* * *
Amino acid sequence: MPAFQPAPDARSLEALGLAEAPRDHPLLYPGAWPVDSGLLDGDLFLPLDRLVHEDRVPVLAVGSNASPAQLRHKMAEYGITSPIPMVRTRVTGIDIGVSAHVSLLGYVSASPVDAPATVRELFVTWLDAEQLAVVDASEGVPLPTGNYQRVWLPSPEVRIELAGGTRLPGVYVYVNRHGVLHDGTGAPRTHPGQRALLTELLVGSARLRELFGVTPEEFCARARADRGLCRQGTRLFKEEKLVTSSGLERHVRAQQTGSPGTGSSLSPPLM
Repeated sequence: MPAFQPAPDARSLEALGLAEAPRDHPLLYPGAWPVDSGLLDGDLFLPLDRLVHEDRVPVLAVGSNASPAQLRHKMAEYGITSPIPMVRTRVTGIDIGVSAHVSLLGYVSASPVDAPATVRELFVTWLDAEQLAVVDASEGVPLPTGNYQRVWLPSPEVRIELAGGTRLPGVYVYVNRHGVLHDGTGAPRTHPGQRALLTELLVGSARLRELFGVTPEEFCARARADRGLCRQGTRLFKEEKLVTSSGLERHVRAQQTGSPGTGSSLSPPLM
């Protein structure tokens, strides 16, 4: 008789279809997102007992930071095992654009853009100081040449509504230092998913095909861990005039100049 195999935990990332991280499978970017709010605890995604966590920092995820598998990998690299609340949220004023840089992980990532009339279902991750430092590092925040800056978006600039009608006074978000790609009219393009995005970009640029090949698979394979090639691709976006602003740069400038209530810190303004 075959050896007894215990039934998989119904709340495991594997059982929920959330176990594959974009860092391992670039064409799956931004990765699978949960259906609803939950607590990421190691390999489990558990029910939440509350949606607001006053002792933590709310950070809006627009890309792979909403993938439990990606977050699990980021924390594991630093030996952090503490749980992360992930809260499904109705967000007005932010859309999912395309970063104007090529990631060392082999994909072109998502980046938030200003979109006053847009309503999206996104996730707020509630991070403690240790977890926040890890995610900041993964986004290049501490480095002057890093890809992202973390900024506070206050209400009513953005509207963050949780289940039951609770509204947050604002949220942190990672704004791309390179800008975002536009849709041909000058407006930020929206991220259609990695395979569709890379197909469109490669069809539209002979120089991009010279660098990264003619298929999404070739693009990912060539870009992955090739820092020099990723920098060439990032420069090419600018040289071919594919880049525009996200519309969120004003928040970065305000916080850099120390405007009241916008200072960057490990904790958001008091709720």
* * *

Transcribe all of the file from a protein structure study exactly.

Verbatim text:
Amino acid sequence: MPAFQPAPDARSLEALGLAEAPRDHPLLYPGAWPVDSGLLDGDLFLPLDRLVHEDRVPVLAVGSNASPAQLRHKMAEYGITSPIPMVRTRVTGIDIGVSAHVSLLGYVSASPVDAPATVRELFVTWLDAEQLAVVDASEGVPLPTGNYQRVWLPSPEVRIELAGGTRLPGVYVYVNRHGVLHDGTGAPRTHPGQRALLTELLVGSARLRELFGVTPEEFCARARADRGLCRQGTRLFKEEKLVTSSGLERHVRAQQTGSPGTGSSLSPPLM
Repeated sequence: MPAFQPAPDARSLEALGLAEAPRDHPLLYPGAWPVDSGLLDGDLFLPLDRLVHEDRVPVLAVGSNASPAQLRHKMAEYGITSPIPMVRTRVTGIDIGVSAHVSLLGYVSASPVDAPATVRELFVTWLDAEQLAVVDASEGVPLPTGNYQRVWLPSPEVRIELAGGTRLPGVYVYVNRHGVLHDGTGAPRTHPGQRALLTELLVGSARLRELFGVTPEEFCARARADRGLCRQGTRLFKEEKLVTSSGLERHVRAQQTGSPGTGSSLSPPLM
């Protein structure tokens, strides 16, 4: 008789279809997102007992930071095992654009853009100081040449509504230092998913095909861990005039100049 195999935990990332991280499978970017709010605890995604966590920092995820598998990998690299609340949220004023840089992980990532009339279902991750430092590092925040800056978006600039009608006074978000790609009219393009995005970009640029090949698979394979090639691709976006602003740069400038209530810190303004 075959050896007894215990039934998989119904709340495991594997059982929920959330176990594959974009860092391992670039064409799956931004990765699978949960259906609803939950607590990421190691390999489990558990029910939440509350949606607001006053002792933590709310950070809006627009890309792979909403993938439990990606977050699990980021924390594991630093030996952090503490749980992360992930809260499904109705967000007005932010859309999912395309970063104007090529990631060392082999994909072109998502980046938030200003979109006053847009309503999206996104996730707020509630991070403690240790977890926040890890995610900041993964986004290049501490480095002057890093890809992202973390900024506070206050209400009513953005509207963050949780289940039951609770509204947050604002949220942190990672704004791309390179800008975002536009849709041909000058407006930020929206991220259609990695395979569709890379197909469109490669069809539209002979120089991009010279660098990264003619298929999404070739693009990912060539870009992955090739820092020099990723920098060439990032420069090419600018040289071919594919880049525009996200519309969120004003928040970065305000916080850099120390405007009241916008200072960057490990904790958001008091709720």